Given that we're at the transition from one decade to the next, it shouldn't surprise anyone that what is arguably the most popular genre of rock music at present is slowly but surely dying out. Indie heroes have slowly but surely fallen to the wayside, while others rise to take their place and, sadly, don't always quite measure up. The Strokes, Interpol, the Shins, even the Arcade Fire (with a great single in The Suburbs but three other not-so-great ones), all hugely influential artists, have succumbed to irrelevance. And with flash-in-the-pan subgenres like lo-fi surf rock or chillwave dissipating as quickly as they arrive, it's not terribly difficult to lose faith in indie music altogether. Which is precisely why a band like the National is so important - they're one of the few acts around who have not only have retained their relevancy, but have continually progressed in every regard to a remarkable degree, particularly since ultimately very little has changed. It's a staggering achievement, considering the stature of 2007's Boxer, but the Brooklyn collective's latest, High Violet, is their best album yet.
The National's latest serves as the logical progression from their last record; where Boxer was occupied with the loss of youth and reluctantly accepting adulthood, High Violet tackles making it through that adulthood. The songs still have that high relatability, but the group manages to sound even sadder this time around than they have in the past. The crumbling relationships (Little Faith, Runaway) described sound more hopeless, the anxiety (Sorrow, Afraid of Everyone) sounds more pressing, but all expressed with a subdued and reflective sadness, almost as if feeling too defeated to protest. Lead single Bloodbuzz Ohio absolutely nails the sharp feeling of guilt and debt, while Lemonworld falls somewhere in the middle, embracing guilt, longing, and loss.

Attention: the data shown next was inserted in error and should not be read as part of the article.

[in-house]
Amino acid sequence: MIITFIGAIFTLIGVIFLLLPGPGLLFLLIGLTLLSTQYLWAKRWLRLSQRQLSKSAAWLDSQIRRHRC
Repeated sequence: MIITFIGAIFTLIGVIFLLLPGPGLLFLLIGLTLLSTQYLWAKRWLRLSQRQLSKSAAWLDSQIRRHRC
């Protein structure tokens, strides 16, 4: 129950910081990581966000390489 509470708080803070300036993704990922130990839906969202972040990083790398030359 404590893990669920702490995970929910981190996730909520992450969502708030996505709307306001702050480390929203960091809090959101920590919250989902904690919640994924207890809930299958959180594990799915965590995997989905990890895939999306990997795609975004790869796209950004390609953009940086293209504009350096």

A chief reason for how well all this is expressed is Matt Berninger's intensely emotive baritone. Sometimes it's not even the lyrics so much as the way he sings it; in songs like England, for example, many lines prove tremendously difficult to decipher. For many bands, this would be an irritating handicap, and the vocal delivery would be written off as tiresome mumbling. There's so much more to it though - Berninger's voice gives off such a great deal of emotion, and the melody in his vocal pattern along with the progressively intense strings and horn (which lead to a stunning climax) provides all the feeling that the song could possibly need. Which brings me to the growth the group has shown in the musical composition as well; brothers Aaron and Bryce Dessner provide not only more distinct guitar here than on previous efforts, but blend in horns, strings, and piano to a near-cinematic yet tasteful extent. They also provide some downright haunting vocal harmonizing, most prevalent on Anyone's Ghost and Conversation 16.
High Violet proves to be not only well worth the wait, but a more than worthy follow up to the highly regarded Boxer. The emotion is intense, the musicianship outstanding, and while the album in its entirety isn't quite as easy to sink into as Boxer was, it may actually be more rewarding. The National isn't just a gem in a dying genre, they're a unique band who belong to a rare breed of musicans who can continually evolve without fail.